According to the company’s founder and producing artistic director, Mark Clayton Southers, Potter put out a call on Facebook asking if any non-profits needed $5,000.
“I thought it was a joke at first, but I sent him a message just in case,” he says. “I guess I was the first one to get back with him, and he had a distributor that works with him that wanted to make a donation to a local group.”
That $5,000 doubled when PPTCO’s board of directors matched the amount. As of last week, all of the money went to supporting ten projects, nine by new playwrights and one existing work.
The move comes after PPTCO announced it would postpone the opening of its 2019-2020 season’s third and final play, the world premiere of Dr. Kyle Bostian’s Pyramid Builders, which is one of the grant recipients. Instead, it will open the 2020-2021 season beginning Sept., 2020.
While unexpected, the grant program enables PPTCO to continue its mission of nurturing new playwrights as construction continues on its Downtown performance space. While he can only go by rumors, Southers says much of the delay is due to the remodeling of the third floor, which he believes has become more expensive than the theater’s owner, the Pittsburgh Cultural Trust, anticipated. Some of the improvements, he says, include new fire escapes and bathrooms, as well as some external work.
“I think they’re in the process of reorganizing how they’re going to do the remodeling, and everybody is going to have to be out of the building when they do it,” says Southers. “Plans changed, basically. We’re not upset about it. It is what it is. [Pittsburgh Cultural Trust] subsidizes us. We wouldn’t be able to survive as a theater company in Downtown without their help. We’re very grateful to have them as a landlord.”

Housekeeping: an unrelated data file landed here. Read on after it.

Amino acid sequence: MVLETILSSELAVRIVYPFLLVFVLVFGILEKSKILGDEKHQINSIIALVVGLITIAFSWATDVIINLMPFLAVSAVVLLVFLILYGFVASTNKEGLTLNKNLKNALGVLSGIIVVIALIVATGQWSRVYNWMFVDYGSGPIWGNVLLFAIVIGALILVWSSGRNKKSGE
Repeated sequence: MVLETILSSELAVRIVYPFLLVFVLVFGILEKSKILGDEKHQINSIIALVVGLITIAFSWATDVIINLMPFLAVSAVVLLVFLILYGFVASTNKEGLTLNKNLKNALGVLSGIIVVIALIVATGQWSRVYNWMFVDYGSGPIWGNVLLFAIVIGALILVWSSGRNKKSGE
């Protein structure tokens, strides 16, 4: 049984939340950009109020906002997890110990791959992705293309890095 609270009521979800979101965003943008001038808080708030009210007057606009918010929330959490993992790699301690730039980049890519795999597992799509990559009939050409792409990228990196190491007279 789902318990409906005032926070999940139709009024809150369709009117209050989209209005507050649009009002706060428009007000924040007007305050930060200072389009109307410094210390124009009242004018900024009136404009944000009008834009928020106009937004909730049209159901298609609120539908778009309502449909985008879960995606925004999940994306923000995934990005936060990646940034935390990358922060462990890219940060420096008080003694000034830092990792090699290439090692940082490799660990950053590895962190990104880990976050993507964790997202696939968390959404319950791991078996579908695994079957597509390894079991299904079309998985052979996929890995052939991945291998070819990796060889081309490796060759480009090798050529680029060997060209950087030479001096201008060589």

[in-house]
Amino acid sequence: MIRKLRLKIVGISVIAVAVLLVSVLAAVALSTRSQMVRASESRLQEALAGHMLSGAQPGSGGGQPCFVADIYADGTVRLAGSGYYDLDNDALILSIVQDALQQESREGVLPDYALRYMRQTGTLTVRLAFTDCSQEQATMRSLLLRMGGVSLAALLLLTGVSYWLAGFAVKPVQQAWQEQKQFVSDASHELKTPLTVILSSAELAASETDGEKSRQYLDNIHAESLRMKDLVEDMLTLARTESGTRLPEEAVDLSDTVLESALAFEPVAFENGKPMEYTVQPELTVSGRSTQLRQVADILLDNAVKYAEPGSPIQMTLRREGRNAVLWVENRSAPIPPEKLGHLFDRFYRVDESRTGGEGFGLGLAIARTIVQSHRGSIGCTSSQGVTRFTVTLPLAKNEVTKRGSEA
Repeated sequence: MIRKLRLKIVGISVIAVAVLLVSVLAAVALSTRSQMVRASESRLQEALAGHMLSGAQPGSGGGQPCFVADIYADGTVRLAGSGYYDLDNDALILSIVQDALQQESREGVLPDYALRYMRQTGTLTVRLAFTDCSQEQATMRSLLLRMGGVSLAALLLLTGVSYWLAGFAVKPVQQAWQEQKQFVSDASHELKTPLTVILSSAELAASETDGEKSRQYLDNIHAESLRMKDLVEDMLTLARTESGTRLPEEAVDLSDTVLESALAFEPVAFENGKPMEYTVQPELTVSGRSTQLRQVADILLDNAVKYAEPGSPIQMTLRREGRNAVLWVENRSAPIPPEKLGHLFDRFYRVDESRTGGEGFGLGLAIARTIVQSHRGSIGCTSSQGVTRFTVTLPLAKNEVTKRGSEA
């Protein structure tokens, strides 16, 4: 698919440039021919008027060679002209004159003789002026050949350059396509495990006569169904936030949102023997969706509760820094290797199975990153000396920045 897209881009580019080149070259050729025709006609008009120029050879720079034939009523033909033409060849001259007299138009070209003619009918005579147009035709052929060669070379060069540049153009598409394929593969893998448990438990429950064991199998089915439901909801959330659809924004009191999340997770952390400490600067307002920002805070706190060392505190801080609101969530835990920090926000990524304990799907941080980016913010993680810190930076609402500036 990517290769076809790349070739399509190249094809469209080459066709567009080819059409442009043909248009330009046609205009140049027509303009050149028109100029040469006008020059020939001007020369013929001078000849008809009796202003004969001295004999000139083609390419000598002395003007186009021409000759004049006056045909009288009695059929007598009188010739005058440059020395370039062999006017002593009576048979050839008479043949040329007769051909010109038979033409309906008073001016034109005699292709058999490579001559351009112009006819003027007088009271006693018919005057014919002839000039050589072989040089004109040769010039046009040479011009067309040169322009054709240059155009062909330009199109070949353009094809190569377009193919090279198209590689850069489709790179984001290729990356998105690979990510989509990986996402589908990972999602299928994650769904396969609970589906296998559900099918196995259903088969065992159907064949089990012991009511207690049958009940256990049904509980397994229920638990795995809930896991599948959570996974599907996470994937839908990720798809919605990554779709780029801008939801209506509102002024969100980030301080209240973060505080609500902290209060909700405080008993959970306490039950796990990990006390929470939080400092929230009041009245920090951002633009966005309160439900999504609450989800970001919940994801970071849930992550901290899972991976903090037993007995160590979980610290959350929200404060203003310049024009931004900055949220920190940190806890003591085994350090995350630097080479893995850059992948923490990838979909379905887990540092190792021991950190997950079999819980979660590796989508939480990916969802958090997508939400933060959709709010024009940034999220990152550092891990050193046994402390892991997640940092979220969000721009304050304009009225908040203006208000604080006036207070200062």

As a result, many of the grant-funded plays will take place at other locations throughout the city this spring. According to a press release, this includes the play Death Dream by Ty Greenwood, which is set to be performed on April 3 at Kelly-Strayhorn Theater’s Alloy Studios in East Liberty. Lissa Brennan will present 1941, the second part of her Grist From The Mill storytelling trilogy, at the Carnegie Stage. The August Wilson Society also received funds to support its production of Wilson’s autobiographical work, How I Learned What I Learned, at the August Wilson African American Cultural Center.
Southers says the Alumni Theater Company (ATC) received two grants to put on its ATC New Works Showcase and the eponymous stage adaptation of Sharon Flake’s novel, The Skin I’m In, described as depicting the story of seventh-grader Maleeka Madison, “who has low self-esteem because of her dark skin color.”
The change of locations isn’t unusual for PPTCO given that the company has presented Wilson’s Gem of the Ocean on an outdoor stage in the Hill District over the past few years.
Grants also went to Kimberly C. Ellis, PhD, Jamaica Johnson, and Judy Meiksin for their work-in-progress plays, as well as Deonna Dykes, whose play Black History Month: A Homage to our Ancestors is being performed from Sat., Feb. 29-Sun., March 1 at the Pittsburgh Mennonite Church.
"We want to give our patrons options for things to do and places to go to see Pittsburgh Playwrights in action, so this makes sense," says Southers. "But I just think it’s money well spent."